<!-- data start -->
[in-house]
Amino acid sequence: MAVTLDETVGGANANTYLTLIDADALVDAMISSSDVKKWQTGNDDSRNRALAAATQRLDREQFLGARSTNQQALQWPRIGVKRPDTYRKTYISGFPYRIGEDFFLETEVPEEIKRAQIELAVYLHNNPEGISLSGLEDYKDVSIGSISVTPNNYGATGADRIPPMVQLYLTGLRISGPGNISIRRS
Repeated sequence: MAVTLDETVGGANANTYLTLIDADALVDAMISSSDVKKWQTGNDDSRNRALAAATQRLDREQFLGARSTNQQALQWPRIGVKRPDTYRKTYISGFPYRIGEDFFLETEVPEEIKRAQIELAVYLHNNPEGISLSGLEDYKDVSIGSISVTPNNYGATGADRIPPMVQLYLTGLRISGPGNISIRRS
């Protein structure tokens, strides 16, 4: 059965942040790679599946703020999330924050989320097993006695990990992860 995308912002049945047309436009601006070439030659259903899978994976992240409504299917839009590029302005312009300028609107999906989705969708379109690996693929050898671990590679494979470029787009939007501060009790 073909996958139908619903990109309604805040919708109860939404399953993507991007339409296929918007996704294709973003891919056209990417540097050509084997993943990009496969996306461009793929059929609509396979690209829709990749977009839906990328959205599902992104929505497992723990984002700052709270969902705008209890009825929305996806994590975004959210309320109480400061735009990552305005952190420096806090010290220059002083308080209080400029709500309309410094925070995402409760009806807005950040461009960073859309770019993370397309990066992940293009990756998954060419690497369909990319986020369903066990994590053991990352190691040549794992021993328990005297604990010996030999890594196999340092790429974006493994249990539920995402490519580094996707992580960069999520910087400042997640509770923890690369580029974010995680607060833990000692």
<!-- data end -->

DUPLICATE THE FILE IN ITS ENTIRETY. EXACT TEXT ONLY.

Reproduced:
[in-house]
Amino acid sequence: MAVTLDETVGGANANTYLTLIDADALVDAMISSSDVKKWQTGNDDSRNRALAAATQRLDREQFLGARSTNQQALQWPRIGVKRPDTYRKTYISGFPYRIGEDFFLETEVPEEIKRAQIELAVYLHNNPEGISLSGLEDYKDVSIGSISVTPNNYGATGADRIPPMVQLYLTGLRISGPGNISIRRS
Repeated sequence: MAVTLDETVGGANANTYLTLIDADALVDAMISSSDVKKWQTGNDDSRNRALAAATQRLDREQFLGARSTNQQALQWPRIGVKRPDTYRKTYISGFPYRIGEDFFLETEVPEEIKRAQIELAVYLHNNPEGISLSGLEDYKDVSIGSISVTPNNYGATGADRIPPMVQLYLTGLRISGPGNISIRRS
């Protein structure tokens, strides 16, 4: 059965942040790679599946703020999330924050989320097993006695990990992860 995308912002049945047309436009601006070439030659259903899978994976992240409504299917839009590029302005312009300028609107999906989705969708379109690996693929050898671990590679494979470029787009939007501060009790 073909996958139908619903990109309604805040919708109860939404399953993507991007339409296929918007996704294709973003891919056209990417540097050509084997993943990009496969996306461009793929059929609509396979690209829709990749977009839906990328959205599902992104929505497992723990984002700052709270969902705008209890009825929305996806994590975004959210309320109480400061735009990552305005952190420096806090010290220059002083308080209080400029709500309309410094925070995402409760009806807005950040461009960073859309770019993370397309990066992940293009990756998954060419690497369909990319986020369903066990994590053991990352190691040549794992021993328990005297604990010996030999890594196999340092790429974006493994249990539920995402490519580094996707992580960069999520910087400042997640509770923890690369580029974010995680607060833990000692």